An armpit sometimes smells. As does a foot. Same goes for your mouth. And sometimes your vagina gives off an odour too. Especially when you’re menstruating. Six things you can do to prevent bad smells.
Every vagina has its own natural scent, which ranges from sour to musky or even a bit fishy. While you’re menstruating it could smell iron-like. All this has nothing to do with bad hygiene, but is caused by bacteria and yeast that are naturally present in the vagina. If the balance in your vaginal flora is off, certain bacteria overgrow, leading to vaginal odour. Also during the menstruation the scent is a bit stronger. Menstrual blood starts to smell when it comes in contact with oxygen.
What to do against vaginal odour?
- Trim your pubic hair, as blood and sweat can get stuck in it.
- Use internal sanitary products such as menstrual cups, tampons or sponge tampons and change them regularly. That way you’ll prevent smells by not letting your menstrual blood come in contact with oxygen.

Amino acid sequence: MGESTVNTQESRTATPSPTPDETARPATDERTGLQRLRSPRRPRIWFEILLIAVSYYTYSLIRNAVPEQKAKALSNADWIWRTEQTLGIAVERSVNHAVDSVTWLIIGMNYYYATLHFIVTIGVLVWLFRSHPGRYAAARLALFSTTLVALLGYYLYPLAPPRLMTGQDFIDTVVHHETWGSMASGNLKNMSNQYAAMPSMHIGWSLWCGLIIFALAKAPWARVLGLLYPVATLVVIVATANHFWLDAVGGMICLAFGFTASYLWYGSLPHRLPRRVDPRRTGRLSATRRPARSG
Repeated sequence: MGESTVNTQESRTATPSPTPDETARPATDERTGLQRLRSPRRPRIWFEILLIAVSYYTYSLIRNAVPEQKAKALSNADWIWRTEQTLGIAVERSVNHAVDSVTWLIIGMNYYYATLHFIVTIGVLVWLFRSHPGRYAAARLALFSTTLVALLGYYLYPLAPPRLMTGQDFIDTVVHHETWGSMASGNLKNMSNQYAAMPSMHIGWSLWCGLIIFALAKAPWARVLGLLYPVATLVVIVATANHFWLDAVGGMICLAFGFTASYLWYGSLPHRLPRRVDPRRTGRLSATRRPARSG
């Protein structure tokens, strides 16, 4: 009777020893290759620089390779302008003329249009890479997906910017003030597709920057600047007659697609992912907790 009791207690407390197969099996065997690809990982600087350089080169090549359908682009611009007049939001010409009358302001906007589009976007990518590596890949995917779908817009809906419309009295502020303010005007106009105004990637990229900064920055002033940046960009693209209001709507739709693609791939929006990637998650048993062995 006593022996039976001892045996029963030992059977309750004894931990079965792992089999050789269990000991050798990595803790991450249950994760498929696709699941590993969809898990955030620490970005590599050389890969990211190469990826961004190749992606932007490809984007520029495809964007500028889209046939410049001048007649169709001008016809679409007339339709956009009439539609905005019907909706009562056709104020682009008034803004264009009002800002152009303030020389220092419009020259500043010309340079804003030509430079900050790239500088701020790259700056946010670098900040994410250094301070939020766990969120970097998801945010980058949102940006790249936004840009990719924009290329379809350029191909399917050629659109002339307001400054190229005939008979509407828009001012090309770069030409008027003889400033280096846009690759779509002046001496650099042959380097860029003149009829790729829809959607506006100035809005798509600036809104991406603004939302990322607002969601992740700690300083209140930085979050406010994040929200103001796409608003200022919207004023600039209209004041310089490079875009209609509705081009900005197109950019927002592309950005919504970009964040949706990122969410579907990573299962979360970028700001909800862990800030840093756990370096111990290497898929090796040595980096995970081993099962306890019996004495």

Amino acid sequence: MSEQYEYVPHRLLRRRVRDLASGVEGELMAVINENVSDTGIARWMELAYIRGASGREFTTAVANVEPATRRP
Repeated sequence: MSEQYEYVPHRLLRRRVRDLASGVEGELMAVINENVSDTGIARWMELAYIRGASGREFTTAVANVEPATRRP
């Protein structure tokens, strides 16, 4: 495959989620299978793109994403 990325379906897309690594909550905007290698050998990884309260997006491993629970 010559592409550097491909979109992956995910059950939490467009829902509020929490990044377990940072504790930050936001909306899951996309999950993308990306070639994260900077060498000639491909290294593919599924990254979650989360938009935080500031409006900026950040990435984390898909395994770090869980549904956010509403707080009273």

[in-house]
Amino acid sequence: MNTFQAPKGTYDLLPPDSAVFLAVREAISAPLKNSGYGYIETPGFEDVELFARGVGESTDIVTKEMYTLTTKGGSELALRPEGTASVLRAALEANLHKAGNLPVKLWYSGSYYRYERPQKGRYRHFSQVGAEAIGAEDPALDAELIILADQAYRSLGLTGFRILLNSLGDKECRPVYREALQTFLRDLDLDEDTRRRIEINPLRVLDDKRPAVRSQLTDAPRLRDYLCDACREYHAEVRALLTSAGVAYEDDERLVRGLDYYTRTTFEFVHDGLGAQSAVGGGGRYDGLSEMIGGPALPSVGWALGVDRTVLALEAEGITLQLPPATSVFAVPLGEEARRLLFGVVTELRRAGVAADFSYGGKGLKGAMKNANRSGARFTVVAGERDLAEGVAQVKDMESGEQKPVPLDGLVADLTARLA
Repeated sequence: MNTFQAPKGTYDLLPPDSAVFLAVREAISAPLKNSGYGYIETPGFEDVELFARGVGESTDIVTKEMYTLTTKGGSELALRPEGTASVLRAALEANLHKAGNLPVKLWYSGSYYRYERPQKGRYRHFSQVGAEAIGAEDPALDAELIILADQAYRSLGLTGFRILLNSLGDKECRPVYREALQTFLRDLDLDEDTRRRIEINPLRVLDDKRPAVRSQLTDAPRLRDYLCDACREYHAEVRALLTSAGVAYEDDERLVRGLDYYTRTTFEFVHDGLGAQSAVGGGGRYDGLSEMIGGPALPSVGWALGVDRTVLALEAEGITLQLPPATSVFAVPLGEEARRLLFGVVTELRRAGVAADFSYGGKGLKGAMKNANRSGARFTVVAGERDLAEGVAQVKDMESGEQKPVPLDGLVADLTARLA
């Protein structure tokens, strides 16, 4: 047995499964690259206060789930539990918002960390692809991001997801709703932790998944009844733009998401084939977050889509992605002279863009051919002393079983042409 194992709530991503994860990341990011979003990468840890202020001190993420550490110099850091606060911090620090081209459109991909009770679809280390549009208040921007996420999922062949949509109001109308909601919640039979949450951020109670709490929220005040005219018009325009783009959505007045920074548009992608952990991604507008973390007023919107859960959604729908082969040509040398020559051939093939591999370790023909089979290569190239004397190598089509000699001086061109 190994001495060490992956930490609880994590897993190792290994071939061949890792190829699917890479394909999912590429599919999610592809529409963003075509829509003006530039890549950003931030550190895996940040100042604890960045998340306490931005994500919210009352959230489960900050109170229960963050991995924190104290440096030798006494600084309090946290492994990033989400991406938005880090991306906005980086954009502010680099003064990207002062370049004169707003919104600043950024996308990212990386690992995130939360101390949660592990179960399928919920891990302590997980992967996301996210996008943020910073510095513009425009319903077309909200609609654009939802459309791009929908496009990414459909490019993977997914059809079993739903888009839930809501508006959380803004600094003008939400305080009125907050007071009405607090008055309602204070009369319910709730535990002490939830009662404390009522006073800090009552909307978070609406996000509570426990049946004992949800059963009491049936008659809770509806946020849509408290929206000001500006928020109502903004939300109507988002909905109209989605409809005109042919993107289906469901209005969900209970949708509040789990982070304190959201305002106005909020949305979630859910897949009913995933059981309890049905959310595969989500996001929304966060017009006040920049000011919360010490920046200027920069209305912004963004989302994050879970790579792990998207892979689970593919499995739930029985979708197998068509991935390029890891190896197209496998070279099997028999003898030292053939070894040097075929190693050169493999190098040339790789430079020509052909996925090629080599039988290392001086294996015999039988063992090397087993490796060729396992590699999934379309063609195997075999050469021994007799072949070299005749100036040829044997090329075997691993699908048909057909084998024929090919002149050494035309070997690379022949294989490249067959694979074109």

- Wash your pubic hair and vulva with lukewarm water, preferably every time you go to the loo. The inside of your vagina keeps itself clean.
- Don’t use regular soap. This affects your vagina’s natural level of acidity (pH) and causes unpleasant smells.
- Wear clean underwear. Replace your pants when you’ve leaked onto them.
- Avoid wearing nylon, synthetic or tight clothing. Also wearing panty liners all the time can increase the temperature and trap moisture around the vaginal region.
If your vagina really smells, you might have an infection. Bacterial vaginosis (BV) is a condition in which the balance of the bacteria in the vagina becomes disrupted. There are not enough ‘good bacteria’ and too many ‘bad ones’. The result: an unpleasant smell and discharge. Another common infection is Candida, or thrush, a yeast infection which causes itching, redness and burning of the vagina, sometimes with a creamy white cottage cheese-like discharge.
It is unclear what exactly causes these infections. However, you’re more at risk if you have a weakened immune system or take medication such as antibiotics. Even menstruating increases your risk of developing thrush. Vaginal infections are no sexually transmitted infections (STIs). Normally they are fairly harmless and go away on their own. However, when in doubt do visit your doctor and seek treatment.